Date: Tue, 17 Feb 2004 11:50:38 -0800

From: Susan Fox-Davis <selene at earthlink.net>

Subject: Re: [Sca-cooks] Scottish Eggs revisited

To: Cooks within the SCA <sca-cooks at ansteorra.org>


Beathog wrote:

>I dusted the hard boiled egg in flour, coated it with the sausage, dipped it

>in an egg wash and finally in bread crumbs.  Still, they cracked.



Hmm. Maybe the sausage layer was not thick enough? I use a 12-ounce

chub of breakfast sausage for four eggs.

I also deep-fry them for an even exterior treatment.  


My low-carb version, which nobody seems to have noticed yet, was to

substitute a mixture of half soy flour and half wheat bran for the

breadcrumb exterior.  Browns up nicely and supplies some fiber, a Good

Thing when living la vida lo-carb!


Selene, Scotch Egg Veteran



Date: Tue, 17 Feb 2004 15:43:50 -0500

From: "Mairi Ceilidh" <jjterlouw at earthlink.net>

Subject: Re: [Sca-cooks] Scottish Eggs revisited

To: "Cooks within the SCA" <sca-cooks at ansteorra.org>


What I was told by a Scot was that they crack because they are being cooked

too hot.  Cooking oil should not exceed 345 Deg. F.


Mairi Ceilidh



Date: Tue, 04 Aug 2009 18:57:49 -0400

From: Johnna Holloway <johnnae at mac.com>

Subject: Re: [Sca-cooks] Scotch Eggs- rebuttal

To: Cooks within the SCA <sca-cooks at lists.ansteorra.org>


And to that end, some recipes for Scotch Eggs from the Georgian and

Victorian eras:


From A new system of domestic cookery By Maria Eliza Ketelby Rundell

In 1814 the recipe reads:


Scotch Eggs.


Boil hard five pullet's eggs, and without removing the white, cover

completely with a fine relishing forcemeat, in which, let scraped ham,

bear a due proportion. Fry of a beautiful yellow brown, and serve with a

good gravy in the dish.


By 1847 it reads:




Boil hard five pullets' eggs, and, without removing the white, cover

completely with a fine relishing forcemeat, in which, let scraped ham,

or chopped anchovy bear a good proportion. Fry of a beautiful yellow

brown, and serve with a good gravy in the dish.


from A new system of domestic cookery By Maria Eliza Ketelby Rundell.


Note that anchovy has crept in.



A more complete recipe from 1908-


Scotch Eggs


6 hard-cooked eggs.

Salt and pepper to taste.

two-thirds cup stale bread crumbs.

one half cup milk.

1 cup minced ham or other meat.

Egg and bread crumbs.

Frying fat.


Cook the eggs twenty minutes in water just below the boiling point,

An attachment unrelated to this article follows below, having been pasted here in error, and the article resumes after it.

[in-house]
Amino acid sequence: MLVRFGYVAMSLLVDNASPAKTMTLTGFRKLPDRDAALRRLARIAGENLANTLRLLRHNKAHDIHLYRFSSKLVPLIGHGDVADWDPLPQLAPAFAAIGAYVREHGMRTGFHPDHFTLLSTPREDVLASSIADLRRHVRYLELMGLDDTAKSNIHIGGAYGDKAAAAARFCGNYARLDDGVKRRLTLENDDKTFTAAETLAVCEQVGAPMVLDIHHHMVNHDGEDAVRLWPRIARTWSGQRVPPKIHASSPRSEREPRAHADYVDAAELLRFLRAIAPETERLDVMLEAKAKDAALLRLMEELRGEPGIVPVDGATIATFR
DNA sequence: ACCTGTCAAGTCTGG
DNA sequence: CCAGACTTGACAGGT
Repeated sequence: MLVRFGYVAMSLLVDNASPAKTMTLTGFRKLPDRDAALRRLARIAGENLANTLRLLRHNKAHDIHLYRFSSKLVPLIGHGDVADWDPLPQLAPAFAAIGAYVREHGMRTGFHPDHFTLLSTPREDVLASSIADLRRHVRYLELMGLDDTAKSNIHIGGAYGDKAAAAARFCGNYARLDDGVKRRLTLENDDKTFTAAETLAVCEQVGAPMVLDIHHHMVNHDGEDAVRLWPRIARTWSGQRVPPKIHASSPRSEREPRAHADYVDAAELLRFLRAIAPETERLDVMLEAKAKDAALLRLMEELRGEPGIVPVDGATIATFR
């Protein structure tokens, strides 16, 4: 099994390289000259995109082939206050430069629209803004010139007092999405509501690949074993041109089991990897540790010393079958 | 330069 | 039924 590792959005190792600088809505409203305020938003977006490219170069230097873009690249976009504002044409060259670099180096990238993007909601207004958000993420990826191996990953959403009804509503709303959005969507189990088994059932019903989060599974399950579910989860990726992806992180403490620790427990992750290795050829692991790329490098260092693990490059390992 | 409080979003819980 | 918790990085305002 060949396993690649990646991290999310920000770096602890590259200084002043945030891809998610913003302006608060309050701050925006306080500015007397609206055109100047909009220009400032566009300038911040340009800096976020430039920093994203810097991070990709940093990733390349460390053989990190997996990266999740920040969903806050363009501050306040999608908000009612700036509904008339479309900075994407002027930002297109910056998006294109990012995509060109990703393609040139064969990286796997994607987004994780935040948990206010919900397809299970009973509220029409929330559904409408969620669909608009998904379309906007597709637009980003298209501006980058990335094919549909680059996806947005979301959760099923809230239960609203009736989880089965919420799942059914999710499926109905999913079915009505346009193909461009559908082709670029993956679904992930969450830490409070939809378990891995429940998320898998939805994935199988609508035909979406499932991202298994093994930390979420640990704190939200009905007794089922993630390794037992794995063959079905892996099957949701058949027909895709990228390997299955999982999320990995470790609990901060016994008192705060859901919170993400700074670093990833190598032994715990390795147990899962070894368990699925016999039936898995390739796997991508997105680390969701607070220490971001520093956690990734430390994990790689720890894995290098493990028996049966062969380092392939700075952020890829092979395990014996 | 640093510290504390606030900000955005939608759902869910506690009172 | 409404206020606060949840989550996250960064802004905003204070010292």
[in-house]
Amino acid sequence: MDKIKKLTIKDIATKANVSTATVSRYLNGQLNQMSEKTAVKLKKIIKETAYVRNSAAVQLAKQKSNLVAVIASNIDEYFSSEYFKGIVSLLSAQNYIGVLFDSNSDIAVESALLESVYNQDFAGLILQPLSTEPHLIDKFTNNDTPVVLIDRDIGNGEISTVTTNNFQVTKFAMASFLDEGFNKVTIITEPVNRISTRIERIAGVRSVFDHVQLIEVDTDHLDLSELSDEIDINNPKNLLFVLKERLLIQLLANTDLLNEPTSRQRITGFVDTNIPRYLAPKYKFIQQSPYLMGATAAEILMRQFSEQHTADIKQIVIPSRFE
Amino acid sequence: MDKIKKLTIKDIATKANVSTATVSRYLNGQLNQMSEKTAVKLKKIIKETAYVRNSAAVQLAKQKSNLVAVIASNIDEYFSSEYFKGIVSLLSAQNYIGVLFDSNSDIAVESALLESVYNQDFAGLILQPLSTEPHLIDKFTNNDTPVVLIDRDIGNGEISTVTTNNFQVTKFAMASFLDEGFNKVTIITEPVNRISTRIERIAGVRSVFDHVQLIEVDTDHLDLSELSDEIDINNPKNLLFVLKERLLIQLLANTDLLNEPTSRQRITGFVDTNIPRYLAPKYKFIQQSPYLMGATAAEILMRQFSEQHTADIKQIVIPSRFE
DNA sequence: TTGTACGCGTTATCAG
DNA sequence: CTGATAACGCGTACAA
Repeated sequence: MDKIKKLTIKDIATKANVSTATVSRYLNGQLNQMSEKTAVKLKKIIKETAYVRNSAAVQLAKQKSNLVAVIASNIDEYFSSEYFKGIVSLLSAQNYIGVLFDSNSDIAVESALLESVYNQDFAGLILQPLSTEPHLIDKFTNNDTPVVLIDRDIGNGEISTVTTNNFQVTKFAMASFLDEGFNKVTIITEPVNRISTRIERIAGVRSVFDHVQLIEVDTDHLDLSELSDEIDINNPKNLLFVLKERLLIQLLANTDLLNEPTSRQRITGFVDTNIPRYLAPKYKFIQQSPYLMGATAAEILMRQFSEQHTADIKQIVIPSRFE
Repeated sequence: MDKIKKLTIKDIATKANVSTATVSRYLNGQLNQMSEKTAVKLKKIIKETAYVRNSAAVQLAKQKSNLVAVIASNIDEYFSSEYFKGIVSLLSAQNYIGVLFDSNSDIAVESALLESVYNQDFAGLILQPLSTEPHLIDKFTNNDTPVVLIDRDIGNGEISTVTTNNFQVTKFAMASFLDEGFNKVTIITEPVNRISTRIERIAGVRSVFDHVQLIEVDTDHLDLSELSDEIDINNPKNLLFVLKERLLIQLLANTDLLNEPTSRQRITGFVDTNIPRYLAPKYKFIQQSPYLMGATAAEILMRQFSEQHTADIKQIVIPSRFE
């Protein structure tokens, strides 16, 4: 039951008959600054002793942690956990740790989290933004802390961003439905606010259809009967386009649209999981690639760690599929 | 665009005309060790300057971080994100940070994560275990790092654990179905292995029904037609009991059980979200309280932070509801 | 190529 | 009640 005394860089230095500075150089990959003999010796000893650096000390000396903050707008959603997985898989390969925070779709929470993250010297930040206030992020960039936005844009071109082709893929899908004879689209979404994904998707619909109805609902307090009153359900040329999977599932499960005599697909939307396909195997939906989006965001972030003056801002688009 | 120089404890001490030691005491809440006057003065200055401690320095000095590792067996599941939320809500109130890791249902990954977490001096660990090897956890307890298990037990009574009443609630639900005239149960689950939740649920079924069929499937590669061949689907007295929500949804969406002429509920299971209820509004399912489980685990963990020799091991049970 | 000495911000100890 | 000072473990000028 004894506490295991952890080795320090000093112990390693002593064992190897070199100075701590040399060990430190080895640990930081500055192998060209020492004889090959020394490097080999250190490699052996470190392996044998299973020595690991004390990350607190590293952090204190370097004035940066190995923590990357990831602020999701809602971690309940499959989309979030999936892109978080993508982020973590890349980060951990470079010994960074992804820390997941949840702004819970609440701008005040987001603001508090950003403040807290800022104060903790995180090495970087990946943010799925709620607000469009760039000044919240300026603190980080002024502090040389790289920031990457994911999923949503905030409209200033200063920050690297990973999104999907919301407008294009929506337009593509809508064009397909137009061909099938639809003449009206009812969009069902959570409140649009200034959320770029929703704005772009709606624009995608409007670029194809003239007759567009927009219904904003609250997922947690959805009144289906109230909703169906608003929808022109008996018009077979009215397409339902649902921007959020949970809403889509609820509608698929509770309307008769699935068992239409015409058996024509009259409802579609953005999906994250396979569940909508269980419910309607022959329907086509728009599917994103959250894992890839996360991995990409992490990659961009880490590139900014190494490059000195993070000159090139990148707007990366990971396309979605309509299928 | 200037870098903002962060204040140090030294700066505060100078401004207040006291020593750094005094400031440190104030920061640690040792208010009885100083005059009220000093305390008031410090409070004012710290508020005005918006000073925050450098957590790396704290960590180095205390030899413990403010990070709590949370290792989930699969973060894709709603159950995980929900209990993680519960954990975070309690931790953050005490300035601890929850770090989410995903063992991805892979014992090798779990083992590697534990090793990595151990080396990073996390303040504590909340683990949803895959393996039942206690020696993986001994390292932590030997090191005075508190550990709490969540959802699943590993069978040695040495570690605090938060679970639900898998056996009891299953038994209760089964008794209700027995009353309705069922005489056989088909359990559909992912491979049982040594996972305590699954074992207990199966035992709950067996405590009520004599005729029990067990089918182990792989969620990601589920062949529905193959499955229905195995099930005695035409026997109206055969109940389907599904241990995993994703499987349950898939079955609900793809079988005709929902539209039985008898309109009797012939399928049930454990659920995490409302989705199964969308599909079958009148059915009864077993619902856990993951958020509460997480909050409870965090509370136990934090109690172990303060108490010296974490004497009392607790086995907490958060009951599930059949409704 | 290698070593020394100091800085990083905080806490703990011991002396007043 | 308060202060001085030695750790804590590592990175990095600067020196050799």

stand in cold water for half an hour, then remove the shells and wipe

the eggs quite dry.


Cook the half cup of bread crumbs in. the milk till thick, add the

seasoning and meat and mix all together to form a rather stiff paste.

Take a portion of this and press around one of the eggs smoothly with

the hand, having the paste of equal thickness all over, and continue

till the eggs are covered. Take a raw egg with one tablespoon of water

and beat lightly; dip each of the prepared eggs into this and cover

every particle with the raw egg. As soon as covered, drop onto a paper

containing stale bread crumbs, coat with these and fry in deep fat till

golden brown. Cut in halves, stand cut side up, and serve plain or with

white or tomato sauce or gravy.


The Rumford complete cook book, By Lily Haxworth Wallace, Rumford

Chemical Works, 1908.



Beeton's version:




1666. Ingredients.?6 eggs, 6 tablespoonfuls of forcemeat No. 417, hot

lard, 4 pint of good brown gravy.


/Mode.?/Boil the eggs for 10 minutes ; strip them from the shells, and

cover them with forcemeat made by recipe No. 417 ; or substitute pounded

anchovies for the ham. Fry the eggs a nice brown in boil?? lard, drain

them before the fire from their greasy moisture, dish then, and pour

round from J to 1 pint of good brown gravy. To enhance the appearance of

the eggs, they may be rolled in beaten egg acJ sprinkled with bread

crumbs ; bnt this is scarcely necessary if they are carefully fried. The

flavour of the ham or anchovy in the forcemeat must preponderate, as it

should be very relishing.

/Time./?10 minutes to boil the eggs, 5 to 7 minutes to fry them.

/Average cost. Is. id. Sufficient /for 3 or 4 persons. /Seasonable /at

any time.


The book of household management By Isabella Mary Beeton, 1863.



Last but not least here is Meg Dods..

In 1826

Scotch Eggs.

?Five eggs make a dish. Boil them as for salad. Peel and

dip them in beat eggs and cover them with a forcemeat made of grated

ham, chopped anchovy, crumbs, mixed spices, &c. pry .them nicely in good

clarified dripping, and serve .with a gravy sauce in a tureen.


In 1828 the recipe reads:

Scotch Eggs.

?Five eggs make a dish. Boil them as for salad. Peel and

dip them in beat egg, and cover them with a forcemeat made of grated

ham, chopped anchovy, crumbs, mixed spices, &c. Fry them nicely in good

clarified dripping, and serve with a gravy-sauce in a tureen.


In 1862 it reads:


571. Scotch Eggs.

?Five eggs make a dish. Boil them hard. Shell and dip

them in beat egg, and cover them with a forcemeat made of grated ham,

chopped anchovy, crumbs, mixed spices, etc. Fry them nicely in good

clarified dripping or lard, and serve them with a gravy sauce



The cook and housewife's manual, by Margaret Dods. [&c.]. By Christian

Isobel Johnstone.



Oxford Reference Online mentions:


"The first known printed recipe for it appears in M.E. Rundell's /New

System of Domestic Cookery/ (1809): ?Boil hard five pullet's eggs, and

without removing the white, cover completely with a fine relishing

forcemeat.? Its Scottish origin is perhaps pointed up by its inclusion